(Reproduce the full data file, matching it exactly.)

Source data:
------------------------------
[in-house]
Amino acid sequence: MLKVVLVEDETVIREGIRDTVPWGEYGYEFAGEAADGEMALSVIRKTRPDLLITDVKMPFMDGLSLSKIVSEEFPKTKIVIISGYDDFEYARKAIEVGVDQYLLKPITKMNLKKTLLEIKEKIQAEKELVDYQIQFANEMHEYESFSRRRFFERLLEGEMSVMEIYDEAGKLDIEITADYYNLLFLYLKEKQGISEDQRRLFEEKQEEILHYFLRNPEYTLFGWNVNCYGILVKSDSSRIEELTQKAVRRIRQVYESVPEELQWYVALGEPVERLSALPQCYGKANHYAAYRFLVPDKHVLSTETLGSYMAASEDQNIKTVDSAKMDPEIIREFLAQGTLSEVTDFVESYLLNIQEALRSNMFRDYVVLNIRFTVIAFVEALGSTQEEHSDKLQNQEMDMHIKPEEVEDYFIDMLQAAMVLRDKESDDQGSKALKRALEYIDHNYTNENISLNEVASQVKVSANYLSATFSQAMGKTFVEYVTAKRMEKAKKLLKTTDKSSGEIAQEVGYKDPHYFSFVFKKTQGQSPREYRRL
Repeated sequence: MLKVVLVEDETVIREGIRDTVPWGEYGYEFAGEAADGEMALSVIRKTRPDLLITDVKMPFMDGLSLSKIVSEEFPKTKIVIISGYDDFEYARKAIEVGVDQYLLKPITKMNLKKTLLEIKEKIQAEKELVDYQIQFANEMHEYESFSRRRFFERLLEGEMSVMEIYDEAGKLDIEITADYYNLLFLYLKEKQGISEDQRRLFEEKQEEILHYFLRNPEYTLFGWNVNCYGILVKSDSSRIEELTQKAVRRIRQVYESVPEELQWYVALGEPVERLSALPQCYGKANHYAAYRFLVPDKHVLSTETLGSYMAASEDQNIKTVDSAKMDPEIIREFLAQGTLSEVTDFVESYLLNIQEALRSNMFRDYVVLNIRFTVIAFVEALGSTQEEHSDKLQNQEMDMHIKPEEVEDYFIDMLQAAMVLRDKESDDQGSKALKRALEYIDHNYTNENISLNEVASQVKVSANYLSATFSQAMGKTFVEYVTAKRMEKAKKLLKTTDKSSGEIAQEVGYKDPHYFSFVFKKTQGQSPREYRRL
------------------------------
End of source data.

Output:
[in-house]
Amino acid sequence: MLKVVLVEDETVIREGIRDTVPWGEYGYEFAGEAADGEMALSVIRKTRPDLLITDVKMPFMDGLSLSKIVSEEFPKTKIVIISGYDDFEYARKAIEVGVDQYLLKPITKMNLKKTLLEIKEKIQAEKELVDYQIQFANEMHEYESFSRRRFFERLLEGEMSVMEIYDEAGKLDIEITADYYNLLFLYLKEKQGISEDQRRLFEEKQEEILHYFLRNPEYTLFGWNVNCYGILVKSDSSRIEELTQKAVRRIRQVYESVPEELQWYVALGEPVERLSALPQCYGKANHYAAYRFLVPDKHVLSTETLGSYMAASEDQNIKTVDSAKMDPEIIREFLAQGTLSEVTDFVESYLLNIQEALRSNMFRDYVVLNIRFTVIAFVEALGSTQEEHSDKLQNQEMDMHIKPEEVEDYFIDMLQAAMVLRDKESDDQGSKALKRALEYIDHNYTNENISLNEVASQVKVSANYLSATFSQAMGKTFVEYVTAKRMEKAKKLLKTTDKSSGEIAQEVGYKDPHYFSFVFKKTQGQSPREYRRL
Repeated sequence: MLKVVLVEDETVIREGIRDTVPWGEYGYEFAGEAADGEMALSVIRKTRPDLLITDVKMPFMDGLSLSKIVSEEFPKTKIVIISGYDDFEYARKAIEVGVDQYLLKPITKMNLKKTLLEIKEKIQAEKELVDYQIQFANEMHEYESFSRRRFFERLLEGEMSVMEIYDEAGKLDIEITADYYNLLFLYLKEKQGISEDQRRLFEEKQEEILHYFLRNPEYTLFGWNVNCYGILVKSDSSRIEELTQKAVRRIRQVYESVPEELQWYVALGEPVERLSALPQCYGKANHYAAYRFLVPDKHVLSTETLGSYMAASEDQNIKTVDSAKMDPEIIREFLAQGTLSEVTDFVESYLLNIQEALRSNMFRDYVVLNIRFTVIAFVEALGSTQEEHSDKLQNQEMDMHIKPEEVEDYFIDMLQAAMVLRDKESDDQGSKALKRALEYIDHNYTNENISLNEVASQVKVSANYLSATFSQAMGKTFVEYVTAKRMEKAKKLLKTTDKSSGEIAQEVGYKDPHYFSFVFKKTQGQSPREYRRL